Protecting PII?

Personally identifiable information (PII) is any data that could potentially identify a specific individual. Any information that can be used to distinguish one person from another and can be used for de-anonymizing anonymous data can be considered PII.

Personally Identifiable Information (PII), is considered as any information that can be used to distinguish or trace to an individual’s identity.

Examples include:

  • Name

  • Social Security Number (SSN)

  • Passport number

  • Driver’s license number

  • Financial account and personal identification numbers (PINs)

  • Street or e-mail address

  • Phone number

  • Associated data –data that when alone may not be able to identify an individual but when associated with other data leads to identification (e.g. IP addresses, groups or associations)

Today more than ever it is extremely important for organizations to protect their personally identifiable information (PII). Knowing WHAT (above), WHEN, and WHERE you have PII is extremely important for organizations today. PII data must be treated and identified on its own in order to comply with the guidelines and provide the protection required. 

Organizations need to know the thresholds of WHEN PII enters and exits the data and company boundaries. Organizations should get into a habit of periodically reviewing and auditing their environment for PII. PII can also exists in several different forms - employee PII, as customer PII, created, received, or maintained, and business partners PII. An organization needs to determine the flow of the PII as it enters and WHERE it is recorded/stored to ensure its security and confidentiality.

Organizations need to know the laws and contractual obligation requirements for protecting PII data. It’s very important for organizations to be aware of any laws or contractual obligations that are required to protect PII. Commonly known laws and obligations we are familiar with include: the Health Insurance Portability and Accountability Act (HIPAA) and Gramm-Leach Bliley (GLB). There are State and Local Laws are to be equally considered for the management of PII, and additionally other laws and guidelines pertaining to an organizations industry as well.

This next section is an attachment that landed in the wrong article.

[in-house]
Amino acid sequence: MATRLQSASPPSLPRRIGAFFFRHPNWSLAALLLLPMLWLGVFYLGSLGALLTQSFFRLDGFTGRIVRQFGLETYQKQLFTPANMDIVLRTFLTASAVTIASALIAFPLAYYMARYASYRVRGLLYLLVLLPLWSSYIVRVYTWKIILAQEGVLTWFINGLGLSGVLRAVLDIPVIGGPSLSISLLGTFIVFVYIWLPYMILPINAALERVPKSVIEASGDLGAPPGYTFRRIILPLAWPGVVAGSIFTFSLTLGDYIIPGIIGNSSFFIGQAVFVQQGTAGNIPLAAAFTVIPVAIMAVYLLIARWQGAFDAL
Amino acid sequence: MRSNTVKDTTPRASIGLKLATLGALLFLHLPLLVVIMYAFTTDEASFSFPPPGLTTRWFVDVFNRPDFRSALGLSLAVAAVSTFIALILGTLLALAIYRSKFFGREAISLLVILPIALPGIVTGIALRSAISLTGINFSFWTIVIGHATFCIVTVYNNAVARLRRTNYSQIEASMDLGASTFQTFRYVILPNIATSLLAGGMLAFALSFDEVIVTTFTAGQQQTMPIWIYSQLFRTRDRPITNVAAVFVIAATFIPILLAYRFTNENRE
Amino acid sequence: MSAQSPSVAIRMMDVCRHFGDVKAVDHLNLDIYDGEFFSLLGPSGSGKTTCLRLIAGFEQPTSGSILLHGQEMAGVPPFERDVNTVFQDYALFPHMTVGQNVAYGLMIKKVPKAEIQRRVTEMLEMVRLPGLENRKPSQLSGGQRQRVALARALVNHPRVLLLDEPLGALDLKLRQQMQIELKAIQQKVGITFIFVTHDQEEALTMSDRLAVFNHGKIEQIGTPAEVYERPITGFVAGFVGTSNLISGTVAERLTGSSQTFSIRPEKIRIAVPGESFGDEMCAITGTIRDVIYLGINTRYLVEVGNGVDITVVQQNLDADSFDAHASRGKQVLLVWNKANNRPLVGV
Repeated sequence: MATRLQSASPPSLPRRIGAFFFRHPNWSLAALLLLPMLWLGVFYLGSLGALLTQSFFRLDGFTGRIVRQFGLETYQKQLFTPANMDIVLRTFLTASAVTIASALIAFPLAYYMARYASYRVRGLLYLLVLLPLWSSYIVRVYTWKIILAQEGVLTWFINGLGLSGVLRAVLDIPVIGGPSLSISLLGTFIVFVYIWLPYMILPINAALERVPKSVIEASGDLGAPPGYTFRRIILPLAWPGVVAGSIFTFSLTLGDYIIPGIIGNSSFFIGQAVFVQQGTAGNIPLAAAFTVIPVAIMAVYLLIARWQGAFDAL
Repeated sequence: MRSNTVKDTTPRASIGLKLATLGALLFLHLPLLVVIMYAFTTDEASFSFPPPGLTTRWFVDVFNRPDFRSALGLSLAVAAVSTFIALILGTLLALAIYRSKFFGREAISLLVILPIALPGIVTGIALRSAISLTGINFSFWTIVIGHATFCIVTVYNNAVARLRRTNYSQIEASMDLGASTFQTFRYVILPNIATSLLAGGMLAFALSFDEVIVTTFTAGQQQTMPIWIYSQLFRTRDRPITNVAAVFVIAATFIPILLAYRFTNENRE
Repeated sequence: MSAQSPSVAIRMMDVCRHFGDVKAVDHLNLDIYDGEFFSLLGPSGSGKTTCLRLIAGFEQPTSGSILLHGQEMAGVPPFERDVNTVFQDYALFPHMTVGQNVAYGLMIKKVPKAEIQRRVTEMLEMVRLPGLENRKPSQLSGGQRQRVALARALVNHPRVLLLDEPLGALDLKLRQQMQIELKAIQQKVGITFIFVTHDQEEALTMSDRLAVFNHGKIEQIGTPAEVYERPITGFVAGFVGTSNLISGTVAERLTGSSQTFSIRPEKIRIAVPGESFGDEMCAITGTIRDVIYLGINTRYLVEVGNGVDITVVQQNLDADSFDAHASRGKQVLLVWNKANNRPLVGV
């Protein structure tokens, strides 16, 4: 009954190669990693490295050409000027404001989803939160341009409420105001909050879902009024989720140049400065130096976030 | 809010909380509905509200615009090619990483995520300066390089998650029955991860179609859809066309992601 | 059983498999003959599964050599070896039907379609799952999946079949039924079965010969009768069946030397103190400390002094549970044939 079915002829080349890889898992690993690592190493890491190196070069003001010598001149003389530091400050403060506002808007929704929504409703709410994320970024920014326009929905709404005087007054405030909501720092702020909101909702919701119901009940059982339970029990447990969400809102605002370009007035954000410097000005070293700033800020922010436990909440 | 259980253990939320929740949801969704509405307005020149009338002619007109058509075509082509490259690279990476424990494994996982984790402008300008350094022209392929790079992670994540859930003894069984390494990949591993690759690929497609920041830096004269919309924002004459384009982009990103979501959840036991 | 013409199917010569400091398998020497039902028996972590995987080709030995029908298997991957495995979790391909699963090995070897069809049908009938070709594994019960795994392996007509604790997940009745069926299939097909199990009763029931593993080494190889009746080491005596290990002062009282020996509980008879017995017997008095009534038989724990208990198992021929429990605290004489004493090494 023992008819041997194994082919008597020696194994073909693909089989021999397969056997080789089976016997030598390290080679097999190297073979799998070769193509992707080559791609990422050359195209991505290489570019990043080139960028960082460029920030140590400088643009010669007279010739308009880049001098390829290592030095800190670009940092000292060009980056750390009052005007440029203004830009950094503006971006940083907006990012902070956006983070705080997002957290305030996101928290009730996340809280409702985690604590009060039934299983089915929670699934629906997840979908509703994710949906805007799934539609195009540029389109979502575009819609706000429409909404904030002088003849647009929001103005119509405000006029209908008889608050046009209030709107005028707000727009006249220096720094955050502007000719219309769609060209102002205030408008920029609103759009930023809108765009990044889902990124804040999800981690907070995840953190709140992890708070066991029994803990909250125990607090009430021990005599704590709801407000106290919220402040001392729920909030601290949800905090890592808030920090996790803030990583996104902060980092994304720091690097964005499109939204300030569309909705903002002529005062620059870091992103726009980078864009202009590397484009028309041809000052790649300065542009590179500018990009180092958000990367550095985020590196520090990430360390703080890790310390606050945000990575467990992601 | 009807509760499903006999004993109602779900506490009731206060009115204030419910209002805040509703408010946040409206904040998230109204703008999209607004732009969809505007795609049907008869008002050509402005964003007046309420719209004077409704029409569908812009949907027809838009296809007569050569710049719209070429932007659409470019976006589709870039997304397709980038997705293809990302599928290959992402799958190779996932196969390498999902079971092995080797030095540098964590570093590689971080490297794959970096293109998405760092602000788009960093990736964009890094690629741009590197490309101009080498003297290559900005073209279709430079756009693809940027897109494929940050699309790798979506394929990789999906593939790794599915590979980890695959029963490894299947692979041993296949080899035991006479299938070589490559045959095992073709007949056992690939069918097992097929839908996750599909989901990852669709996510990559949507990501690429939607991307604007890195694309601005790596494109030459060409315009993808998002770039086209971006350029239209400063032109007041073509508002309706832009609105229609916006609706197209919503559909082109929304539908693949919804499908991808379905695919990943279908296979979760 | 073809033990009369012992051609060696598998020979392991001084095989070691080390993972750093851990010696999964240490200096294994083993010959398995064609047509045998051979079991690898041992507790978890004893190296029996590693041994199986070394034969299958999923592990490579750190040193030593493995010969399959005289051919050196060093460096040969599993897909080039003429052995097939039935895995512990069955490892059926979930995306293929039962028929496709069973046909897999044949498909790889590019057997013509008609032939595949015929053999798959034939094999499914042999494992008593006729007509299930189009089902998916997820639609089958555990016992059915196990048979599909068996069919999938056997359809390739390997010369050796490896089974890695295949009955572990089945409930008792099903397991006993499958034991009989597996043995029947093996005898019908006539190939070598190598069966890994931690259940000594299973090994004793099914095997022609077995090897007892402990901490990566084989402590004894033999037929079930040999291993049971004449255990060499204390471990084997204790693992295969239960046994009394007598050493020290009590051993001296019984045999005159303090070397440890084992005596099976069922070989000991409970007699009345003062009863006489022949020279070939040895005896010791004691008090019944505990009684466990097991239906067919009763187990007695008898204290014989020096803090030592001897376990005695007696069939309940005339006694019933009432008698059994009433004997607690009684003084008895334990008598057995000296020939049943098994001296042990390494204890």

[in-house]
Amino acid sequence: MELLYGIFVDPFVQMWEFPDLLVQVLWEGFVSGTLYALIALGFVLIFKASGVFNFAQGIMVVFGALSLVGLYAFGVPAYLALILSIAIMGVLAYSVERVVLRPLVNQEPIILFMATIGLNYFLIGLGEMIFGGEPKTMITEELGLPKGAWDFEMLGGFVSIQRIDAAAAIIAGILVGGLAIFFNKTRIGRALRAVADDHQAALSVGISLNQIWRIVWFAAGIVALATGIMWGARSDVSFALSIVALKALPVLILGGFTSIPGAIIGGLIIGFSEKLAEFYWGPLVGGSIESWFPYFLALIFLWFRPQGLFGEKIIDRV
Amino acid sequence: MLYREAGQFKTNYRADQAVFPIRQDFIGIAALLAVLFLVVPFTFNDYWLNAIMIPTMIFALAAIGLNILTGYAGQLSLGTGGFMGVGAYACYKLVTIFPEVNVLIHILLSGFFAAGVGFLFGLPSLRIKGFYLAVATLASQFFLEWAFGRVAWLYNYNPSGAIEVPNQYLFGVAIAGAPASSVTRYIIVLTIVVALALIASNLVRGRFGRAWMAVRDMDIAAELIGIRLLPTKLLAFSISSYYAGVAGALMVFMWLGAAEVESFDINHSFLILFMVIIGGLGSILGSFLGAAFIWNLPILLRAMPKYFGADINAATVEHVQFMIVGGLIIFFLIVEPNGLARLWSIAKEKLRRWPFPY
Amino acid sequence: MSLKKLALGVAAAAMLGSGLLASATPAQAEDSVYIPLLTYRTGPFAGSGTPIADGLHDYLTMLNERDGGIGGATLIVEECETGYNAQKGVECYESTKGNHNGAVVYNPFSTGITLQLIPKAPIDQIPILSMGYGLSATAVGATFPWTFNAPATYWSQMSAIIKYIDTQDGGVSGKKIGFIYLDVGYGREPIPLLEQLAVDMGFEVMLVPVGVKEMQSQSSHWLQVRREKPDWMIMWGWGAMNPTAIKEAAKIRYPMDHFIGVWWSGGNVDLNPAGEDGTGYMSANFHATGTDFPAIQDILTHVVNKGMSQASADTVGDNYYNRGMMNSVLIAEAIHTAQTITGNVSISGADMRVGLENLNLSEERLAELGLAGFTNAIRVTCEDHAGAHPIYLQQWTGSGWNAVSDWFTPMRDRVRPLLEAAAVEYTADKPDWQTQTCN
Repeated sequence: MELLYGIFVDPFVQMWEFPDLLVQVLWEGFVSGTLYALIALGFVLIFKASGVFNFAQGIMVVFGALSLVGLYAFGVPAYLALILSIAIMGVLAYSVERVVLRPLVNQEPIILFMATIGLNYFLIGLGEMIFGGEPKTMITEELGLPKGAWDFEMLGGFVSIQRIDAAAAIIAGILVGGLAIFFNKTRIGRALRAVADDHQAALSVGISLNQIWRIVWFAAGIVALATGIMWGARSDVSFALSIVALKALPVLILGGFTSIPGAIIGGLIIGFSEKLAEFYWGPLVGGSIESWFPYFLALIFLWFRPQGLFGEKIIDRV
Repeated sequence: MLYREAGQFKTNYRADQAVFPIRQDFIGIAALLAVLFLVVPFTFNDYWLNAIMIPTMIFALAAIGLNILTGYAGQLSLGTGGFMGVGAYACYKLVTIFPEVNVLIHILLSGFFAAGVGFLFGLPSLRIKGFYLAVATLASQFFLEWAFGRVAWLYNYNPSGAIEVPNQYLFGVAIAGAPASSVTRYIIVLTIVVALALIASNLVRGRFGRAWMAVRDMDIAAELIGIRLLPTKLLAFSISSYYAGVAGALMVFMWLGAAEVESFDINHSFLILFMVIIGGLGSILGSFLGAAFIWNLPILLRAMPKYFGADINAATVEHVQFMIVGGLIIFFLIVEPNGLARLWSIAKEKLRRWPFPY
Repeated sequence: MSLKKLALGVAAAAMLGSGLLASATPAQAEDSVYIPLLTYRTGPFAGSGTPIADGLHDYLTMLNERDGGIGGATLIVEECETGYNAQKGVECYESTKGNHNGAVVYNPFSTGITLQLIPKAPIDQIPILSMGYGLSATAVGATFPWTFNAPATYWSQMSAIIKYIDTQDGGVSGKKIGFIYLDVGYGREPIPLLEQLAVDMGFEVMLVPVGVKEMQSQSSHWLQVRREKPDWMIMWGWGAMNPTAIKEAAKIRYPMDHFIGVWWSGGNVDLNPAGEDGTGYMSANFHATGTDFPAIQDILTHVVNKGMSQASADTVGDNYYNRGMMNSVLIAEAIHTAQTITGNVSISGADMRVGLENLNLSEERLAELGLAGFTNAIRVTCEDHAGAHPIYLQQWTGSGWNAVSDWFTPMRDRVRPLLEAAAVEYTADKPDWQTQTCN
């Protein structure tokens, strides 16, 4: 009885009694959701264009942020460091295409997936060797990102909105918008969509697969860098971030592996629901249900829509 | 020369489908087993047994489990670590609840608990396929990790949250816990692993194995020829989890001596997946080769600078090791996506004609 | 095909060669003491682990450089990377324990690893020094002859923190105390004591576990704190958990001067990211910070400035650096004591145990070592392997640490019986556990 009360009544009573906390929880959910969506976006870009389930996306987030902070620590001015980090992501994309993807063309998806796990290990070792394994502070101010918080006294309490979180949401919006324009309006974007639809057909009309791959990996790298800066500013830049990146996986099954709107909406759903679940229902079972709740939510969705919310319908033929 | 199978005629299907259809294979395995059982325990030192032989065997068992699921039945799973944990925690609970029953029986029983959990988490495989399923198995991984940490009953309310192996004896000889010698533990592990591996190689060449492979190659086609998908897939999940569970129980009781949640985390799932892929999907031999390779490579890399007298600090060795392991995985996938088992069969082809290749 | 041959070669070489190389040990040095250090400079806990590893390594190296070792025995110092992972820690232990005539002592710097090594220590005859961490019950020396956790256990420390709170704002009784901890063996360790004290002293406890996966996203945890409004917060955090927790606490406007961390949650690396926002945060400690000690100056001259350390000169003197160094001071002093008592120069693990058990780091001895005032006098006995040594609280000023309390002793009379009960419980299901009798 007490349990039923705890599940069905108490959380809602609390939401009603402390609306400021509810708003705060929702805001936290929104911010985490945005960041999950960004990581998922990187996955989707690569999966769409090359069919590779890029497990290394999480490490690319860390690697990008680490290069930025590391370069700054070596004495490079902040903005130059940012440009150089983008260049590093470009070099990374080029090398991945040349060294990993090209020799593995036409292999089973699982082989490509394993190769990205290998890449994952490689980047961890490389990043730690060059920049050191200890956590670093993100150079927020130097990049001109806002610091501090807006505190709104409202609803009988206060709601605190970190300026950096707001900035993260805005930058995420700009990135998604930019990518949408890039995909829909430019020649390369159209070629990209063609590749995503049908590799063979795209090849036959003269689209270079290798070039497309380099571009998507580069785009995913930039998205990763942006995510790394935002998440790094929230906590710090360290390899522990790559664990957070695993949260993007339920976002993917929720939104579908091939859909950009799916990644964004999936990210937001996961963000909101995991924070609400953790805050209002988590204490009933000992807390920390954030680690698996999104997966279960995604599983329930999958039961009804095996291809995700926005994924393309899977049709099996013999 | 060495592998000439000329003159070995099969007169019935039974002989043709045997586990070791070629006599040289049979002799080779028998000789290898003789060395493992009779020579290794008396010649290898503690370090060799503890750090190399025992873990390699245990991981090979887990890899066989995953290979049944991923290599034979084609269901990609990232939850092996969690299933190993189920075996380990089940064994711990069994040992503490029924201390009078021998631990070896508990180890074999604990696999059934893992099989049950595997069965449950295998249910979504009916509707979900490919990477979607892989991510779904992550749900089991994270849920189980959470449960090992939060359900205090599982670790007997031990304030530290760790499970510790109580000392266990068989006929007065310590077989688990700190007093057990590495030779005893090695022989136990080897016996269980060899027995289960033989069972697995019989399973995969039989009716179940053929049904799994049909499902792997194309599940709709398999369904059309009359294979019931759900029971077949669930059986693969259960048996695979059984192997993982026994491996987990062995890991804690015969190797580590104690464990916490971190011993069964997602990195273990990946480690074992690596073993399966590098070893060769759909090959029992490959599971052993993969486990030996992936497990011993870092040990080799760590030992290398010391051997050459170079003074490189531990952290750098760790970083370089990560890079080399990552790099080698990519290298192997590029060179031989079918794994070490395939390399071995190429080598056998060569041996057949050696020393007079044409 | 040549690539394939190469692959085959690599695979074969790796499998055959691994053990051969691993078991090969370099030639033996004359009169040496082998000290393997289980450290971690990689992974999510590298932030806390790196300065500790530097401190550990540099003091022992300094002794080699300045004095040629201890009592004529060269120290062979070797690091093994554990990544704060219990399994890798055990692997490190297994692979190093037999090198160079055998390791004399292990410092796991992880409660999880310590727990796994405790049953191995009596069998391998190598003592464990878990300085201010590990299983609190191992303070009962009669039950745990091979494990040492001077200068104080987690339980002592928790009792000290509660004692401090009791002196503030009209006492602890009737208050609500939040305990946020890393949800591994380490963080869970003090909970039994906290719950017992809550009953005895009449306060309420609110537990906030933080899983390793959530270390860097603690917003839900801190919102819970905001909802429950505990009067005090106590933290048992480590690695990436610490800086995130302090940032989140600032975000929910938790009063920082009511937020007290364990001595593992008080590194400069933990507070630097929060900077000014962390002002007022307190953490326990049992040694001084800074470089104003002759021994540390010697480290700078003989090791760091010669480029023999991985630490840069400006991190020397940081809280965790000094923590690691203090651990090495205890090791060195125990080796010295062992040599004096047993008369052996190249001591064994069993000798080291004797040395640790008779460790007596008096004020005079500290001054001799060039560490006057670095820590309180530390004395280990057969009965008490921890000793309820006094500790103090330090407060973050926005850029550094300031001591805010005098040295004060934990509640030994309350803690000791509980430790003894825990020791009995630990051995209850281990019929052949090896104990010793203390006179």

What should you do to be and remain safe?

Perform a PII Risk Assessment (Assess all data). Risk assessments should be performed at least on an annual basis.

A central component of many privacy compliance standards and regulations is the performance of a risk assessment. This not only serves as the basis for compliance with the various compliance and reporting efforts but is also essential for good corporate governance. In the context of safeguarding PII, this risk assessment should provide specific coverage over the at least the following:

  • Identification of regulated PII

  • Identification of other sensitive data

  • Identification applicable laws and regulations described earlier

  • Determine threats to compliance with the external and internal processes

  • Risk management strategies

    • Identify avoidance, sharing and common practices

    • Define the control procedures for handling and securing all data

·         Ensure all internal and external stakeholders and partners are involved, understand the requirements, and are kept informed of any practices and policies

Create safeguards for protecting PII according to Confidentiality and Privacy impact

Organizations should create safeguards according the risk assessment (as described earlier) and confidentiality and privacy impact associated with the PII data. These safeguards should clearly reflect the organization’s risk mitigation strategy and be evaluated on a periodic basis for design and operational effectiveness and be revised accordingly. Listed below are a few safeguards that organizations can utilize:

·         Categorize Data and PII. Some data may be less risky to collect and retain than others - email address vs social security numbers

o    Only collect and retain PII that is necessary to perform the business function related to its collection

  • Create policies and procedures – organizations should have policies for the collection, use, retention, disclosure and destruction of PII and all organizational data to include but not limited to (email, meeting notes, documents, bills, etc.). A periodic review of Records Retention and a company standard should be established for the organization. These policies should be adopted and communicated to employees.

  • Training – organizations should train their employees how to protect and handle PII to reduce the likelihood of a incident or breach.

  • Archive Practices – organizations can protect PII and all data by archiving and removing it where it may no longer be needed. These practices can be defined in conjunction with the Records Retention standards for an organization.

  • Encryption – organizations can encrypt databases and repositories where PII is stored.


Contact us to learn more about securing data can provide you benefits and make better use of your Time, Talent, and Treasure.  Call or contact EIS at 440-918-1040 or